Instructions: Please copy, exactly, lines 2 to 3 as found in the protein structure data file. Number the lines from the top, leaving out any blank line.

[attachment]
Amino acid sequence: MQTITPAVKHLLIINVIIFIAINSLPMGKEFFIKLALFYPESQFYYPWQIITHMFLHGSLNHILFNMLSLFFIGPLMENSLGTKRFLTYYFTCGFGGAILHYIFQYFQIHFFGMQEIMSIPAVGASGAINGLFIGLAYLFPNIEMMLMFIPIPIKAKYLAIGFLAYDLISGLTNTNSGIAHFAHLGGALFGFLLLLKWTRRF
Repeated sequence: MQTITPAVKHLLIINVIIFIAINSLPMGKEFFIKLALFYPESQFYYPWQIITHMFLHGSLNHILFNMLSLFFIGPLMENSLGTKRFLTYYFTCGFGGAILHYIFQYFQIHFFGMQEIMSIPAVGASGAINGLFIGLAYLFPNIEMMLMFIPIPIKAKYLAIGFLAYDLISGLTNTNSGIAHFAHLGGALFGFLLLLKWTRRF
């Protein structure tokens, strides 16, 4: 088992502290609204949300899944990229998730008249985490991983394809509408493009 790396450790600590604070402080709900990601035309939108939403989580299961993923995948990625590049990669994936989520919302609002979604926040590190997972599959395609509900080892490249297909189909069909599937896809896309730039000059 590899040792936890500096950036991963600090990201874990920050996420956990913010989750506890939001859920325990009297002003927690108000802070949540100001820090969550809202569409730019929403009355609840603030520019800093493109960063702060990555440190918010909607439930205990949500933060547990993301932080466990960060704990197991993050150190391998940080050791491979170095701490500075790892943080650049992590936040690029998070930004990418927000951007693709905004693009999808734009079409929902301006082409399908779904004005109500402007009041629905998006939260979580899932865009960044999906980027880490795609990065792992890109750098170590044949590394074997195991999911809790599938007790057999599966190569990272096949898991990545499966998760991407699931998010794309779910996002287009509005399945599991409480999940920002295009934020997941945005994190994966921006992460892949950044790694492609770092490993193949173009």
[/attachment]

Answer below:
Repeated sequence: MQTITPAVKHLLIINVIIFIAINSLPMGKEFFIKLALFYPESQFYYPWQIITHMFLHGSLNHILFNMLSLFFIGPLMENSLGTKRFLTYYFTCGFGGAILHYIFQYFQIHFFGMQEIMSIPAVGASGAINGLFIGLAYLFPNIEMMLMFIPIPIKAKYLAIGFLAYDLISGLTNTNSGIAHFAHLGGALFGFLLLLKWTRRF
């Protein structure tokens, strides 16, 4: 088992502290609204949300899944990229998730008249985490991983394809509408493009 790396450790600590604070402080709900990601035309939108939403989580299961993923995948990625590049990669994936989520919302609002979604926040590190997972599959395609509900080892490249297909189909069909599937896809896309730039000059 590899040792936890500096950036991963600090990201874990920050996420956990913010989750506890939001859920325990009297002003927690108000802070949540100001820090969550809202569409730019929403009355609840603030520019800093493109960063702060990555440190918010909607439930205990949500933060547990993301932080466990960060704990197991993050150190391998940080050791491979170095701490500075790892943080650049992590936040690029998070930004990418927000951007693709905004693009999808734009079409929902301006082409399908779904004005109500402007009041629905998006939260979580899932865009960044999906980027880490795609990065792992890109750098170590044949590394074997195991999911809790599938007790057999599966190569990272096949898991990545499966998760991407699931998010794309779910996002287009509005399945599991409480999940920002295009934020997941945005994190994966921006992460892949950044790694492609770092490993193949173009």